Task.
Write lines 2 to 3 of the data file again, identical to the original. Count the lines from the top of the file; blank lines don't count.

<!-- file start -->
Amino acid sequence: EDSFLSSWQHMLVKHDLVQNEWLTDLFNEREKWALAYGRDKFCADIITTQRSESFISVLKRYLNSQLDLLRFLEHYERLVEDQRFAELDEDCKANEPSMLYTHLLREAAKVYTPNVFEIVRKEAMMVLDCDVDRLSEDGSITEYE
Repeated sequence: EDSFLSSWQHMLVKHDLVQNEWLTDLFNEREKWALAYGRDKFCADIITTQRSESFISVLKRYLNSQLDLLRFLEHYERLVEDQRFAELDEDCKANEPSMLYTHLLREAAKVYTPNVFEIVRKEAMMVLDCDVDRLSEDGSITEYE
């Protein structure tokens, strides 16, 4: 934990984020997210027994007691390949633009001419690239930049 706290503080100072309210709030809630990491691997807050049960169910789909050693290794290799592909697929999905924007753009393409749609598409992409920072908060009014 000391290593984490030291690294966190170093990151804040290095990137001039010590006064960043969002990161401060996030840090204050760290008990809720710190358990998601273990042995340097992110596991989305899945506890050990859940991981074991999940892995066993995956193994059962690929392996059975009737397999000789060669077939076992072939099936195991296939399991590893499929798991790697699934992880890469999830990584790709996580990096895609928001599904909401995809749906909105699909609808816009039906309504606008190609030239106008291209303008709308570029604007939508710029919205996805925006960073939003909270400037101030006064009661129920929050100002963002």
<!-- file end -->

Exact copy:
Repeated sequence: EDSFLSSWQHMLVKHDLVQNEWLTDLFNEREKWALAYGRDKFCADIITTQRSESFISVLKRYLNSQLDLLRFLEHYERLVEDQRFAELDEDCKANEPSMLYTHLLREAAKVYTPNVFEIVRKEAMMVLDCDVDRLSEDGSITEYE
């Protein structure tokens, strides 16, 4: 934990984020997210027994007691390949633009001419690239930049 706290503080100072309210709030809630990491691997807050049960169910789909050693290794290799592909697929999905924007753009393409749609598409992409920072908060009014 000391290593984490030291690294966190170093990151804040290095990137001039010590006064960043969002990161401060996030840090204050760290008990809720710190358990998601273990042995340097992110596991989305899945506890050990859940991981074991999940892995066993995956193994059962690929392996059975009737397999000789060669077939076992072939099936195991296939399991590893499929798991790697699934992880890469999830990584790709996580990096895609928001599904909401995809749906909105699909609808816009039906309504606008190609030239106008291209303008709308570029604007939508710029919205996805925006960073939003909270400037101030006064009661129920929050100002963002």